View Full Version : A question on "Powers"

John Whitaker

05-12-2006, 11:31 AM

I'm not sure whether I can put an exponent up, so I write the literal form:

"13 to the 23rd power." None of my books on Beginning Algebra tell me whether I can know the actual number of the result without doing 23 separate multiplications... or, perhaps they do, and I am too thick to pick it up. Can you help? Thank you. John

JOSE JAIME-RODRIGUEZ

05-12-2006, 11:42 AM

first, what you can do is post the whole problem where 13^23 is involved in so I can know which directions the book tells you to do

It depends on how much work you want ot do.

\left( {13} \right)^{23} = \left( {13} \right)\left( {169} \right)^{11} = \left( {13} \right)\left( {169} \right)\left( {28561} \right)^5 = \left( {13} \right)\left( {169} \right)\left( {28561} \right)\left( {{\rm{815730721}}} \right)^2

John Whitaker

05-12-2006, 01:00 PM

Jose,

Thank you. The original problem is: 100(9/10ths) to the 26th power.

PKA,

Thank you. I'm going to take that as a "no" to my question.

John Whitaker

05-12-2006, 01:13 PM

PKA,

On second thought, I can see where you got (169), but where did the exponent 11 come from?

John

Denis

05-12-2006, 01:16 PM

John, pka is telling you only 5 multiplications are required, not 23:

13 * 169 * 28561 * 815730721 * 815730721 : that'll give you same as 13^23

(in the future, show stuff like "13 to the 23rd power" as 13^23)

"The original problem is: 100(9/10ths) to the 26th power"

That's kinda unclear, John: is it [100(9/10)]^26 or 100 * (9/10)^26 ?

\L

\begin{array}{l}

\left( {13} \right)^{23} = \left( {13} \right)^{22 + 1} = \left( {13} \right)\left( {13} \right)^{22} = \left( {13} \right)\left( {13^2 } \right)^{11} = \left( {13} \right)\left( {169} \right)^{11} \\

\end{array}

John Whitaker

05-12-2006, 01:27 PM

Denis,

[100(9/10)]^26. I am new here and assume that the ^ sign indicates that what follows is an exponent.

PKA,

I think I can get it now... I think... we'll see.

John Whitaker

05-15-2006, 09:57 AM

Please explain… looking at: (2^2)(2^3) = 2^2+3 = 2^5

2x2 = 4 2x2x2 = 8 4x8=32 With regard to 2^5:

1. 2x2=4

2. 2x4=8

3. 2x8=16

4. 2x16=32 That is only 4 multiplications, not 5. ????

Would also like to know how PKA writes those big numbers.

Thank you. John

stapel

05-15-2006, 10:28 AM

Would also like to know how PKA writes those big numbers.

For explanations of using LaTeX, please follow the links in the "Forum Help" pull-down menu at the very top of the page. Thank you.

Eliz.

Denis

05-15-2006, 10:28 AM

Please explain… looking at: (2^2)(2^3) = 2^2+3 = 2^5

2x2 = 4 2x2x2 = 8 4x8=32 With regard to 2^5:

1. 2x2=4

2. 2x4=8

3. 2x8=16

4. 2x16=32 That is only 4 multiplications, not 5. ????

Would also like to know how PKA writes those big numbers.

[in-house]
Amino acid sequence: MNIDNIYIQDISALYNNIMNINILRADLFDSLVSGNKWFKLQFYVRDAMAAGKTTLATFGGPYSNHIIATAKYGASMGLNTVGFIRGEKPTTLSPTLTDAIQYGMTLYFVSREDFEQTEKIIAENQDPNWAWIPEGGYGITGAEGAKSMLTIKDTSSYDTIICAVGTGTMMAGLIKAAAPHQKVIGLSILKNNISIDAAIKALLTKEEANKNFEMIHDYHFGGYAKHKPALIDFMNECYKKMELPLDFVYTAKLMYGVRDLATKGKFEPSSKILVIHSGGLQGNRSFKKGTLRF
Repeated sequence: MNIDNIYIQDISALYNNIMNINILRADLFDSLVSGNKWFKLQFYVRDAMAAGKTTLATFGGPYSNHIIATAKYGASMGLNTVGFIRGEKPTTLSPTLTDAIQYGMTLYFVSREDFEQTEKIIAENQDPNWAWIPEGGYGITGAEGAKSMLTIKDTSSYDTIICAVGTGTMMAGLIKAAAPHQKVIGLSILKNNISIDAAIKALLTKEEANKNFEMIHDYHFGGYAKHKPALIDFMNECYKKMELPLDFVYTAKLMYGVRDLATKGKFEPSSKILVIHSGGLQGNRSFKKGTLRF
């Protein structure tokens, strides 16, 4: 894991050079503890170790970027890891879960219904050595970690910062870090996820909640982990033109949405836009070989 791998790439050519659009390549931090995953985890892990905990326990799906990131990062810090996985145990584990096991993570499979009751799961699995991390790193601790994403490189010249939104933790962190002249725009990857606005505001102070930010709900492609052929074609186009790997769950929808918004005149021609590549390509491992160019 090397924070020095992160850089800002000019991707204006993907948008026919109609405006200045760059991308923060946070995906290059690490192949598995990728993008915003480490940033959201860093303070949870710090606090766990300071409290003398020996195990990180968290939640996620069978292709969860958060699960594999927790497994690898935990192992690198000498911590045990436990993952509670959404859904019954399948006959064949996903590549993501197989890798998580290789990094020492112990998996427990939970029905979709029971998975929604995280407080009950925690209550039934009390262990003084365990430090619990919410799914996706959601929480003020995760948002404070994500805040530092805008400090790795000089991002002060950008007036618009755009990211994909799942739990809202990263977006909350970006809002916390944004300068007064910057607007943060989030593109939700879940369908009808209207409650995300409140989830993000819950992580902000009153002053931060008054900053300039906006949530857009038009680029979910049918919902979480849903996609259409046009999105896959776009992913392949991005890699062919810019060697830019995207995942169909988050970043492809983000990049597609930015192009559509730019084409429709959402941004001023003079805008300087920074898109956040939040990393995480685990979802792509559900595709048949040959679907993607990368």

Thank you. John

Good point, John. 2^5 does require 4 multiplications.

So the rule is: a^n requires n-1 multiplications.

I goofed here; should be 4 multiplications, of course (only 4 multiplication signs!):

"John, pka is telling you only 5 multiplications are required, not 23:

13 * 169 * 28561 * 815730721 * 815730721 : that'll give you same as 13^23"

I shudda said:

"John, pka is telling you only 4 multiplications are required, not 22"

John Whitaker

05-15-2006, 11:04 AM

I think I have it... 2^5 = 2x2x2x2x2 = 2x2=4 x2=8 x2=16 x2=32

I was forgetting to count the first 2 as the first power. Only 4 multiplications are required, not 5. If this is correct, please confirm. Thank you. John

Denis

05-15-2006, 01:49 PM

CORRECT! Did you not see my previous post?

Anyway, John, what is the "purpose" of your initial question?

You mention 13^23; then mention your calculator can't handle that;

we need to go 13*13*13....(* is multiplication sign; 22 multiplications);

pka then gave you a sample of a possible short cut...

Short cuts are really only "tricks" to go faster; for instance:

by hand, 99 * 87 = ?

You can do a long multiplication to get 8613;

or you can use a trick and do it in your head, like:

87 * 100 = 8700

8700 - 87 = 8613

Or if you want 13^3 and "know" that 13^2 = 169,

then only one multiplication: 169 * 13.

...but then, the 169 required a multiplication even if you "knew" it; so I guess you can't win :shock:

John Whitaker

05-15-2006, 02:57 PM

Denis, thank you.

Q: "John, what is the "purpose" of your initial question?"

A: I was searching for the shortcut (if there was one) to the task of determining the literal solution to 13^23 without going through 22 separate multiplications.

I am still studying PKAs feedback and need to give that more time before asking for further help. To understand his responses, I feel I need to know more than i do... so I'm into several books as we speak.

Thanks.

John

Denis

05-15-2006, 04:41 PM

But WHY, John?

pka told you it depends on how much work you want to do!

What he's showing is: 13^1 * 13^2 * 13^4 * 13^8 * 13^8

Notice sum of powers = 23

This arrangement does same thing: 13^7 * 13^16 : only 1 multiplication.

Or 13^4 * 13^9 * 13^10

Or 13^6 * 13^6 * 13^6 * 13^5

...and a whola lotta others

John Whitaker

05-16-2006, 10:59 AM

Thank you Denis,

It's beginning to sink in. I will work on it more before I post again.

John

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